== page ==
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Missing out : in praise of the unlived life

Author: Adam Phillips
Publisher: New York : Farrar, Straus and Giroux, 2013.
Edition/Format:   Print book : English : 1st American edView all editions and formats
Summary:
Offers advice for letting go of ideas about how life might have been in order to make the most of what life has to offer in the here and now by embracing failure, frustration, and other apparently negative, but necessary, elements of our lives.
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Document Type: Book
All Authors / Contributors: Adam Phillips
ISBN: 9780374281113 0374281114
OCLC Number: 795174368
Description: xx, 203 p. ; 22 cm.
Contents: Prologue --
On frustration --
On not getting it --
On getting away with it --
On getting out of it --
On satisfaction --
Appendix --
On acting madness --
Acknowledgements.
Responsibility: Adam Phillips.

Abstract:

Offers advice for letting go of ideas about how life might have been in order to make the most of what life has to offer in the here and now by embracing failure, frustration, and other apparently negative, but necessary, elements of our lives.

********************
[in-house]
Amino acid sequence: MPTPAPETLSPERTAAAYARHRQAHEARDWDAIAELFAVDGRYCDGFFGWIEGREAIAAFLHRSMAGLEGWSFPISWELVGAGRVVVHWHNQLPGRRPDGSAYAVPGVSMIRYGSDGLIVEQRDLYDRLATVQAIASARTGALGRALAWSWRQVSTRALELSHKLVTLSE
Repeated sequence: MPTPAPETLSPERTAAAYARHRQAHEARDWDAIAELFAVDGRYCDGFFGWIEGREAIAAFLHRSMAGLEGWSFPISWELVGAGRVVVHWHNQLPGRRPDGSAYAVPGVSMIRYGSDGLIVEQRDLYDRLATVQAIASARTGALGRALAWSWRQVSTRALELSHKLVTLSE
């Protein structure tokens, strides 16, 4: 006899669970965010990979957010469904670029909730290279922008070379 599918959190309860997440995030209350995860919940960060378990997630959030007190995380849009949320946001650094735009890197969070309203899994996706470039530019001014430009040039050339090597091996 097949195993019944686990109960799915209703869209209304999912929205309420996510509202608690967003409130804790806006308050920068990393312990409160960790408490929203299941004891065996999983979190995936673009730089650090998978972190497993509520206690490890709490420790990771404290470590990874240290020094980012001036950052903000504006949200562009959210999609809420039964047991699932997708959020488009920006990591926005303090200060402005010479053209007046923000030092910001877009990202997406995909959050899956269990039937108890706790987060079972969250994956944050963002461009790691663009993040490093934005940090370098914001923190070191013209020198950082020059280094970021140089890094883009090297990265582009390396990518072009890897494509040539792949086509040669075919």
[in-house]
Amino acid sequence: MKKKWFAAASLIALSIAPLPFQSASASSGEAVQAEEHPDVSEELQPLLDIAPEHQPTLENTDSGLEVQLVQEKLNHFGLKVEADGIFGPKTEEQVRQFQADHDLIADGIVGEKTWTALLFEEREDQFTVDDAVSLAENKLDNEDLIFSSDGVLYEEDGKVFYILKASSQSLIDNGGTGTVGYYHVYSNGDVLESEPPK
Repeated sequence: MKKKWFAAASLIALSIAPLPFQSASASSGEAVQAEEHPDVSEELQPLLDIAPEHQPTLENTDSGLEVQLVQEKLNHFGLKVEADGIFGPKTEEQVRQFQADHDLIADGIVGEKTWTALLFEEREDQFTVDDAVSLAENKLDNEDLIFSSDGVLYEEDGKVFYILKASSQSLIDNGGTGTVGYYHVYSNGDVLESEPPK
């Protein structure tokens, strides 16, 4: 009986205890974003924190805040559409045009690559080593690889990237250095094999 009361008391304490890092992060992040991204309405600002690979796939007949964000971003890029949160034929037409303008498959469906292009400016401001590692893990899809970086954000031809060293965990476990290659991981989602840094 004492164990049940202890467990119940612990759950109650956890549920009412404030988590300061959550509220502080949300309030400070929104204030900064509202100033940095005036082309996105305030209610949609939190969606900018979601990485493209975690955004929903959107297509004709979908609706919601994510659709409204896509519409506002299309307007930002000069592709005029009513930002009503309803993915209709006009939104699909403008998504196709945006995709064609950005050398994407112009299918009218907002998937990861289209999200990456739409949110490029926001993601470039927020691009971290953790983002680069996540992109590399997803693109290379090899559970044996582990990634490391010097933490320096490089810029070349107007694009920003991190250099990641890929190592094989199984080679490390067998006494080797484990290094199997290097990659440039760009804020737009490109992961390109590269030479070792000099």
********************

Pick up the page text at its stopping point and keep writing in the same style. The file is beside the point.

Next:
"All of us lead two parallel lives: the one we are actively living, and the one we feel we should have had or might yet have. As hard as we try to exist in the moment, the unlived life is an inescapable presence, a shadow at our heels. And this itself can become the story of our lives: an elegy to unmet needs and sacrificed desires. We become haunted by the myth of our own potential, of what we have in ourselves to be or to do. And this can make of our lives a perpetual falling-short. But what happens if we remove the idea of failure from the equation? With his flair for graceful paradox, the acclaimed psychoanalyst Adam Phillips suggests that if we accept frustration as a way of outlining what we really want, satisfaction suddenly becomes possible. To crave a life without frustration is to crave a life without the potential to identify and accomplish our desires. In this elegant, compassionate, and absorbing book, Phillips draws deeply on his own clinical experience as well as on the works of Shakespeare and Freud, of D.W. Winnicott and William James, to suggest that frustration, not getting it, and getting away with it are all chapters in our unlived lives--and may be essential to the one fully lived."--Publisher's description.

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